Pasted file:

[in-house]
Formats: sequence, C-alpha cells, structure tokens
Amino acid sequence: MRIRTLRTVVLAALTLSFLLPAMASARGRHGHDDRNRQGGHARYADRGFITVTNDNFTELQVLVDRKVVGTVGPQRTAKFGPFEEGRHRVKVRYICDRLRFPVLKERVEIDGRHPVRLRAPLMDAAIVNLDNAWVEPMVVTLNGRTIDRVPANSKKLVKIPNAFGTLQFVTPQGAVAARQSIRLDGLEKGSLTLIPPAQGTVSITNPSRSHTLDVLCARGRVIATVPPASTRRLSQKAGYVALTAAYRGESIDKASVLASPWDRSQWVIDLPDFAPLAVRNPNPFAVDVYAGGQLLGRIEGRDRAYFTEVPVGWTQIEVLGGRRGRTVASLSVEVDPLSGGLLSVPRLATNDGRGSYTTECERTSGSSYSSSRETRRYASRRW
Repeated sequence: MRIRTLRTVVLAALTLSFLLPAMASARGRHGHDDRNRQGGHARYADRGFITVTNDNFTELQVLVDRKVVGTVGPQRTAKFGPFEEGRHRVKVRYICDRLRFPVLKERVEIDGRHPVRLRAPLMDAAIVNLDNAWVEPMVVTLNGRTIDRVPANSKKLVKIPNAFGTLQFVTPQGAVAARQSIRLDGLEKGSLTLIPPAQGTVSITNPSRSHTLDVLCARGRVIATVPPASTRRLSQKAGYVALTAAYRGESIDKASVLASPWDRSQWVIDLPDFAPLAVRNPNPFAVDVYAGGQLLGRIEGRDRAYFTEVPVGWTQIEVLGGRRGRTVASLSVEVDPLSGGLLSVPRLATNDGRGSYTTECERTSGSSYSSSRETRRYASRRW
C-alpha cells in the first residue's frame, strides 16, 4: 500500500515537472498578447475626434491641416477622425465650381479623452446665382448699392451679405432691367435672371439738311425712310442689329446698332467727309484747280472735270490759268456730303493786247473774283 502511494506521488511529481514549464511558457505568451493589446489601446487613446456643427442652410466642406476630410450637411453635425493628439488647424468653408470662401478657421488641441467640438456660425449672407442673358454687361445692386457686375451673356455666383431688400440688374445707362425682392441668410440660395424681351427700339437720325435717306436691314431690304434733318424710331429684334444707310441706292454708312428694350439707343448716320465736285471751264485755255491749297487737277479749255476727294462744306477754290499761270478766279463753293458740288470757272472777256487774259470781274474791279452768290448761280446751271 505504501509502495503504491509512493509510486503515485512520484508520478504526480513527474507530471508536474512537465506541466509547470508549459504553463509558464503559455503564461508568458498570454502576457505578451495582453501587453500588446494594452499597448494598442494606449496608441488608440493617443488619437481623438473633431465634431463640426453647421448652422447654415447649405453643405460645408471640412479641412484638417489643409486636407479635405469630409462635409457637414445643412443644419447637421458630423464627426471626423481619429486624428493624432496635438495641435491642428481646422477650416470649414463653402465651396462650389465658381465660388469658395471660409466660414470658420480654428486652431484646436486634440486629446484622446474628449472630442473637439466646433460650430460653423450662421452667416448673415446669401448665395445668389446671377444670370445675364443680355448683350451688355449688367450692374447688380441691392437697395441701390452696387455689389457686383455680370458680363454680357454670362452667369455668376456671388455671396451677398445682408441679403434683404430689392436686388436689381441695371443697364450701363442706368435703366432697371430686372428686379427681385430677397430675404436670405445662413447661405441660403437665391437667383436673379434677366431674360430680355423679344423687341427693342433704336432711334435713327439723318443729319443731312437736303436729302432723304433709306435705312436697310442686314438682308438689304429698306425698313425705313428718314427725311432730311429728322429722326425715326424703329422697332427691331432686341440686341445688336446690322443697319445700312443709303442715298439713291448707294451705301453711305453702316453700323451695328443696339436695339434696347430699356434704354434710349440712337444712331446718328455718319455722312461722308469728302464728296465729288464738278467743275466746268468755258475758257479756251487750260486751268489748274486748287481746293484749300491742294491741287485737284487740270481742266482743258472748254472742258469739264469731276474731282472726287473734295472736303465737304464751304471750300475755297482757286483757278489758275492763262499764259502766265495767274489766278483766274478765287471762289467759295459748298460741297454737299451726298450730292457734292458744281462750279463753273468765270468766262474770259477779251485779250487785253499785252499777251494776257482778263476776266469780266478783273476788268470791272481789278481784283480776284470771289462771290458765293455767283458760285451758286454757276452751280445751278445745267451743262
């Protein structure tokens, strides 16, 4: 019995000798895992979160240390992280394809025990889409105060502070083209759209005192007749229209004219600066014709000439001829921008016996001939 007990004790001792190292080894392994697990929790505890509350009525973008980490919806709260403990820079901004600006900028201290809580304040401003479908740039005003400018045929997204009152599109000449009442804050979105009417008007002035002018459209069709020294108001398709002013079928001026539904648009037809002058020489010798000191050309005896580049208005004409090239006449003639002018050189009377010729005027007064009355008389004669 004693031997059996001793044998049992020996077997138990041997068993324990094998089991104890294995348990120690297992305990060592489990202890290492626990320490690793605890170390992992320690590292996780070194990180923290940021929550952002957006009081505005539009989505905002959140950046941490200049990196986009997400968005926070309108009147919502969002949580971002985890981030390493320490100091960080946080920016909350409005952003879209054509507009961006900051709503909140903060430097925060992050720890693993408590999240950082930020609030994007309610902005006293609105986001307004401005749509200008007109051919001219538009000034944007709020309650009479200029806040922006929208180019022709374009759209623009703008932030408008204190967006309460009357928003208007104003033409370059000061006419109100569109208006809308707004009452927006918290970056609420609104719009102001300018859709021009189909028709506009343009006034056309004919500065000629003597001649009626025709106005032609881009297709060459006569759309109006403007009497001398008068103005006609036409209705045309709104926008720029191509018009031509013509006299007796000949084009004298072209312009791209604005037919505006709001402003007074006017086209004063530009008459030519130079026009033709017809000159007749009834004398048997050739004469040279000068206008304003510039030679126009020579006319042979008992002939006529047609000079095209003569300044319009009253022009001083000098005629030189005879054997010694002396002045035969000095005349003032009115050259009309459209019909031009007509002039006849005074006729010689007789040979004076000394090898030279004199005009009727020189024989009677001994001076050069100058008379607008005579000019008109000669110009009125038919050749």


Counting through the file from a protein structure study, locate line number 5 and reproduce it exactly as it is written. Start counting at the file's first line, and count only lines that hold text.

C-alpha cells in the first residue's frame, strides 16, 4: 500500500515537472498578447475626434491641416477622425465650381479623452446665382448699392451679405432691367435672371439738311425712310442689329446698332467727309484747280472735270490759268456730303493786247473774283 502511494506521488511529481514549464511558457505568451493589446489601446487613446456643427442652410466642406476630410450637411453635425493628439488647424468653408470662401478657421488641441467640438456660425449672407442673358454687361445692386457686375451673356455666383431688400440688374445707362425682392441668410440660395424681351427700339437720325435717306436691314431690304434733318424710331429684334444707310441706292454708312428694350439707343448716320465736285471751264485755255491749297487737277479749255476727294462744306477754290499761270478766279463753293458740288470757272472777256487774259470781274474791279452768290448761280446751271 505504501509502495503504491509512493509510486503515485512520484508520478504526480513527474507530471508536474512537465506541466509547470508549459504553463509558464503559455503564461508568458498570454502576457505578451495582453501587453500588446494594452499597448494598442494606449496608441488608440493617443488619437481623438473633431465634431463640426453647421448652422447654415447649405453643405460645408471640412479641412484638417489643409486636407479635405469630409462635409457637414445643412443644419447637421458630423464627426471626423481619429486624428493624432496635438495641435491642428481646422477650416470649414463653402465651396462650389465658381465660388469658395471660409466660414470658420480654428486652431484646436486634440486629446484622446474628449472630442473637439466646433460650430460653423450662421452667416448673415446669401448665395445668389446671377444670370445675364443680355448683350451688355449688367450692374447688380441691392437697395441701390452696387455689389457686383455680370458680363454680357454670362452667369455668376456671388455671396451677398445682408441679403434683404430689392436686388436689381441695371443697364450701363442706368435703366432697371430686372428686379427681385430677397430675404436670405445662413447661405441660403437665391437667383436673379434677366431674360430680355423679344423687341427693342433704336432711334435713327439723318443729319443731312437736303436729302432723304433709306435705312436697310442686314438682308438689304429698306425698313425705313428718314427725311432730311429728322429722326425715326424703329422697332427691331432686341440686341445688336446690322443697319445700312443709303442715298439713291448707294451705301453711305453702316453700323451695328443696339436695339434696347430699356434704354434710349440712337444712331446718328455718319455722312461722308469728302464728296465729288464738278467743275466746268468755258475758257479756251487750260486751268489748274486748287481746293484749300491742294491741287485737284487740270481742266482743258472748254472742258469739264469731276474731282472726287473734295472736303465737304464751304471750300475755297482757286483757278489758275492763262499764259502766265495767274489766278483766274478765287471762289467759295459748298460741297454737299451726298450730292457734292458744281462750279463753273468765270468766262474770259477779251485779250487785253499785252499777251494776257482778263476776266469780266478783273476788268470791272481789278481784283480776284470771289462771290458765293455767283458760285451758286454757276452751280445751278445745267451743262